Guest commentary by Joyce Munro
To the young mother who let me get behind the steering wheel that day while you sat calm, cool and chic in the passenger seat and your three small children squirmed in back: Please accept my sincere apology for wrecking your car.
I told you I couldn’t drive, I’d never driven in my life. You just laughed and slow-drawled, “High time, girl. Nothing to it, just go easy on the gas pedal.” You swore nothing could happen on a dirt road in the middle of a cotton field. But something did happen.
It was near the end of that pivotal summer between college freshman and sophomore years – a time when I should have been in some dreamy, faraway place having adventures worth bragging about come fall when I was back on campus. Instead, my days were spent in the Sandhills of South Carolina swatting mosquitoes and doing ho-hum jobs — waitress in mornings, babysitter in afternoons. Taking care of three rambunctious youngins who woke up from hot naps wet-headed and mischievous. Youngins whose idea of play was “wrastling,” then smacking me with kisses on my arms, legs — any body part they could reach as I wrenched them apart. Meanwhile, Mama, lovely in pastel linen, was off to luncheons and shopping sprees, leaving me to fetch popsicles and grab at clammy bodies and preach nonstop about how Jesus wants us to be sweet to each other. Come to think of it, maybe all that talk of sweet was what inspired them to plant kisses on me.
There’s a metaphor for God in this. I know that now. At the time, I didn’t realize those button-nosed youngins were showing me anything Godly. Not until I read the work of authors who are inclined to look for God-metaphors, like Carolyn Jane Bohler (“God the What?”) and Lauren Winner (“Wearing God”). I thought only extraordinary events offer images of the Divine; events of biblical proportions, iconoclastic and earth-rattling. Or catastrophes, intensely personal, soul-rattling, that leave us groveling incoherently. Times when “God of all being, throned afar,” comes near and only a metaphor will do. Rock, fortress, tower. Sturdy images for the mighty mystery that is God. And what imagery does an ordinary event offer that could possibly reveal the presence of Almighty God?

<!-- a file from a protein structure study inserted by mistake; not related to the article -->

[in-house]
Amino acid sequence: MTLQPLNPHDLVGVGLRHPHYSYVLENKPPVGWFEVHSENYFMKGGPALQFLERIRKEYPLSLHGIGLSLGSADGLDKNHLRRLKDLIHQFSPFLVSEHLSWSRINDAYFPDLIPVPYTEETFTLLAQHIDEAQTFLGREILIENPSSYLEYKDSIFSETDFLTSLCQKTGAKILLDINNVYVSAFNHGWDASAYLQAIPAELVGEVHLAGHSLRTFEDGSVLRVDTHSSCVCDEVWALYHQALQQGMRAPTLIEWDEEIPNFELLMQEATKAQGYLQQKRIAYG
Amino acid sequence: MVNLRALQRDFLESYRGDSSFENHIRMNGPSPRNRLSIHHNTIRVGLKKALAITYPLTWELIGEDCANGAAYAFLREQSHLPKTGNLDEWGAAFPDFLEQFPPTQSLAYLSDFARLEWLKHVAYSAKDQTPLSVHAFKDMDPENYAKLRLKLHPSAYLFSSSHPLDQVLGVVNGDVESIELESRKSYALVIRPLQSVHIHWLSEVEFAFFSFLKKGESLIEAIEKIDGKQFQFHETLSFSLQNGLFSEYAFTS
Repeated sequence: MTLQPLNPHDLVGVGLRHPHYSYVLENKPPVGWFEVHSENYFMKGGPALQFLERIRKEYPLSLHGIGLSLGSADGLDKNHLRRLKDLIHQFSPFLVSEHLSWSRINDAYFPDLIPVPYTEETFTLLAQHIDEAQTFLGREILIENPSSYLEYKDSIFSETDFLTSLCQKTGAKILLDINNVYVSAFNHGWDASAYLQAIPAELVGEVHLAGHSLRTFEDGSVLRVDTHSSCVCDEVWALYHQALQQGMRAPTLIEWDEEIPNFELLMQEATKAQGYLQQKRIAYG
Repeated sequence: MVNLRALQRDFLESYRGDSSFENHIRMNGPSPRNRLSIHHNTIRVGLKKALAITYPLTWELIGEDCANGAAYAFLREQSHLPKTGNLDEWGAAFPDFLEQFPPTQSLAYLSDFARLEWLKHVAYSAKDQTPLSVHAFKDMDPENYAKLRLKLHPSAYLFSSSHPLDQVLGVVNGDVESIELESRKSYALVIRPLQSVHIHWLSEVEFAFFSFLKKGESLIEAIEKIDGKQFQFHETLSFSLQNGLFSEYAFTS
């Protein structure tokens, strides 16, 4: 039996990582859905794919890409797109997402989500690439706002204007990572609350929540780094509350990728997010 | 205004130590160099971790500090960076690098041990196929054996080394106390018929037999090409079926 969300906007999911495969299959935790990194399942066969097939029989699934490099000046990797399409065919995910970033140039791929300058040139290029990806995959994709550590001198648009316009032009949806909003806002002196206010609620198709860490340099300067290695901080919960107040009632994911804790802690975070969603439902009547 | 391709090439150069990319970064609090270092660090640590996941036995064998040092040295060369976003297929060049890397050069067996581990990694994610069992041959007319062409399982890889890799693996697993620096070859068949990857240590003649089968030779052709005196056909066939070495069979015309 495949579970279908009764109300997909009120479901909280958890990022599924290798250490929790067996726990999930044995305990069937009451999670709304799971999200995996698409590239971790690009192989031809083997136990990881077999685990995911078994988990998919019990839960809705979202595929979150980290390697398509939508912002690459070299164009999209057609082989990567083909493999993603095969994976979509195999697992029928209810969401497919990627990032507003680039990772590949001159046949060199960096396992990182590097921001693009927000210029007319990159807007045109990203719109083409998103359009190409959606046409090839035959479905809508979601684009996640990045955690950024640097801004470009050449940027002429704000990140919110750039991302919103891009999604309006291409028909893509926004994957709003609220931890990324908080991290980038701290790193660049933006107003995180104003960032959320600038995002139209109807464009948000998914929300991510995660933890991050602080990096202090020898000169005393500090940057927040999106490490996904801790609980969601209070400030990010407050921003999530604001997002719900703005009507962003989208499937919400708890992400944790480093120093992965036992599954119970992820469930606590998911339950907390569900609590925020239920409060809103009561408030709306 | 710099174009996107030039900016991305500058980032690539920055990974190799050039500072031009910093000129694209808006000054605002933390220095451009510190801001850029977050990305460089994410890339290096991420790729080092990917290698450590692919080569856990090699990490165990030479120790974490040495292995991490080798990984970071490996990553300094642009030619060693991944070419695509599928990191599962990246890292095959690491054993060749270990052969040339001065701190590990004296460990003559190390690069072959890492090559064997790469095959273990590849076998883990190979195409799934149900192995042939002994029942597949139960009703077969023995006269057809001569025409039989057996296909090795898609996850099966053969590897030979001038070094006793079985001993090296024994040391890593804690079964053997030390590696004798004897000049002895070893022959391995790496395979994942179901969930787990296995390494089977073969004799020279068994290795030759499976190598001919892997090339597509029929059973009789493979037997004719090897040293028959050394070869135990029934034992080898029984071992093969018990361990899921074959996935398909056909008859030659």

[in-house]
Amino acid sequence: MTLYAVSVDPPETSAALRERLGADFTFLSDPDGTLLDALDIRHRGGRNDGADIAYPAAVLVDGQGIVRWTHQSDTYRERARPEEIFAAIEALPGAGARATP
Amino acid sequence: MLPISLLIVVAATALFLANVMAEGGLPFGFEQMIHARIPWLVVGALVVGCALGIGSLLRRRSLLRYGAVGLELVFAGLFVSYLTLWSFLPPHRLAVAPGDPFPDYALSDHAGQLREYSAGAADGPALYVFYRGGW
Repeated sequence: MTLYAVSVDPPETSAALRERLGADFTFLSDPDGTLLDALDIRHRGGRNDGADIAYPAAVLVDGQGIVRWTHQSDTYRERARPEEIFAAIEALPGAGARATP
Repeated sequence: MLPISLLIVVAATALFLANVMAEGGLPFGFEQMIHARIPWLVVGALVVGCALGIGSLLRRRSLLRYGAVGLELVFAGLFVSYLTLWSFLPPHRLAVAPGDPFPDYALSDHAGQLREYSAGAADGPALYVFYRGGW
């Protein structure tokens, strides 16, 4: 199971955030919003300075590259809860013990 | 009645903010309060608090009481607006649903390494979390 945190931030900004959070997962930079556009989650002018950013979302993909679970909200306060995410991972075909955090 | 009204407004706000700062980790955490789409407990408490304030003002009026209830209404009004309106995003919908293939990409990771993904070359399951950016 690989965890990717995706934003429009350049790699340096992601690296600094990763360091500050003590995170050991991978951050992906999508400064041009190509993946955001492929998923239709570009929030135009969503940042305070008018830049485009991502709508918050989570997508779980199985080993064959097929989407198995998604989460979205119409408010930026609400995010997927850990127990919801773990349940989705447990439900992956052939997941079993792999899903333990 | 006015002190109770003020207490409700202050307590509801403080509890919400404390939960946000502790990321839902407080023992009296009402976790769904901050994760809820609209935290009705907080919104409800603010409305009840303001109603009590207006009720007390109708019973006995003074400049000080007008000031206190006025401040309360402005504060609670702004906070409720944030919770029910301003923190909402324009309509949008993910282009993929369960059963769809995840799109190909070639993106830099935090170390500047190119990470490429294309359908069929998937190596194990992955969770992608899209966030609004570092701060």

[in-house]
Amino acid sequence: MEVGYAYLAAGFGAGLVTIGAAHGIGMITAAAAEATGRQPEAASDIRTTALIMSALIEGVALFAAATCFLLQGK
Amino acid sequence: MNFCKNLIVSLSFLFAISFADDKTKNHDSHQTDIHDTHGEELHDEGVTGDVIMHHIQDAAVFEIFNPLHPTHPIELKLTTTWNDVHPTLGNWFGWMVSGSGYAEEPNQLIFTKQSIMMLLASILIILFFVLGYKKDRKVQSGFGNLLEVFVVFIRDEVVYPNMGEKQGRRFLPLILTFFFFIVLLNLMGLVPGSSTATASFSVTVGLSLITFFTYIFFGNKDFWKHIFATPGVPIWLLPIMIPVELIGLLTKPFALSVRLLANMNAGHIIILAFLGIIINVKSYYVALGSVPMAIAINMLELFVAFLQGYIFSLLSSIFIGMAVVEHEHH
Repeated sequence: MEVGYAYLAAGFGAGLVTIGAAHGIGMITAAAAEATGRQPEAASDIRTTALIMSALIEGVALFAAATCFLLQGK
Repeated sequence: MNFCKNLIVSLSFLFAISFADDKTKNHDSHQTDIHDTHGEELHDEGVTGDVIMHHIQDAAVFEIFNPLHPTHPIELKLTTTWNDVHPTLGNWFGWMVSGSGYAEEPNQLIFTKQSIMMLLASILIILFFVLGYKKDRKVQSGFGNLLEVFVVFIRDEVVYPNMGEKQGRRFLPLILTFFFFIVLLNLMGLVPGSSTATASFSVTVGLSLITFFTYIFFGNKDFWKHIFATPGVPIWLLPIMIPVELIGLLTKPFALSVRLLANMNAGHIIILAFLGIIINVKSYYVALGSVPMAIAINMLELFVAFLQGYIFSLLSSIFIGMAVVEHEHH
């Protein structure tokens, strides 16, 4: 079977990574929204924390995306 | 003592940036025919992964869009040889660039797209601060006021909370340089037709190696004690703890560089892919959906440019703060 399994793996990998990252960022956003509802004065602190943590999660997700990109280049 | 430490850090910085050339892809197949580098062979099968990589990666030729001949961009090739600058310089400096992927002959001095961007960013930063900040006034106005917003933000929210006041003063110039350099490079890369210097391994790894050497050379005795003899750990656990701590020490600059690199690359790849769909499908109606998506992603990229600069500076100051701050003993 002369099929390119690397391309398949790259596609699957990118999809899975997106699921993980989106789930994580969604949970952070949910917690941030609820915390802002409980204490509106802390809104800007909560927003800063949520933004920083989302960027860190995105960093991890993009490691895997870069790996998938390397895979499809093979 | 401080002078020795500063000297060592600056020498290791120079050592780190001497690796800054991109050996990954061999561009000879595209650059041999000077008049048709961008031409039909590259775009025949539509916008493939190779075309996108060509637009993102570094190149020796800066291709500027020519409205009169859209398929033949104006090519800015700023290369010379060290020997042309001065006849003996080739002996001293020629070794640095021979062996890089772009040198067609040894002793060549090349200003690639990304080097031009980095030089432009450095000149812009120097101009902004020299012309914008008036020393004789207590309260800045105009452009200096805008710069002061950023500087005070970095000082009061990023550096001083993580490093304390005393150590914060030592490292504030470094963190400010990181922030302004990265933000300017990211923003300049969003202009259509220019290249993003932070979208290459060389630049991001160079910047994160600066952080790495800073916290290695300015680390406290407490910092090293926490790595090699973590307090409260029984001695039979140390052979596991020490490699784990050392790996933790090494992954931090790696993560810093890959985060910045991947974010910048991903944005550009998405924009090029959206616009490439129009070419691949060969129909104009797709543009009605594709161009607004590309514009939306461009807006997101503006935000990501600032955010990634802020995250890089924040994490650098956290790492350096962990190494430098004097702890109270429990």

Imagine the event: A college student (aka babysitter) is sitting in the driver’s seat, a seat she’s never sat in before. Her employer gives step-by-step instructions on how to turn the key in the ignition: This pedal is for gas and that one is the brake. The youngins in back are busy slurping popsicles, kicking the front seat with their dirty bare feet. The student cranks the engine and shifts into drive, per instructions. She gives it the gas and off they roar down the dirt road. Suddenly, a telephone pole appears from nowhere and she can’t locate the brake. Car swipes pole, children gag on icy pops, Mama bolts across the seat and jams her foot on the brake. Sand whisks into car windows and they sit there blinking and coughing. Mama asks, “Everybody okay?” They mumble, “Yes ‘um,” and she says, “No harm done then.” The student’s heart pounds, her teeth chatter. Cold salty sweat pours down her face… or maybe she’s crying. She can’t see, can’t breathe, can’t let go of the wheel. That’s when the youngins start screaming, “You drived the car! You drived the car!” and they lean over the front seat and splatter cherry-flavored kisses on her cheeks and ears, twirl popsicle sticks in her hair, pat her with gooey fingers.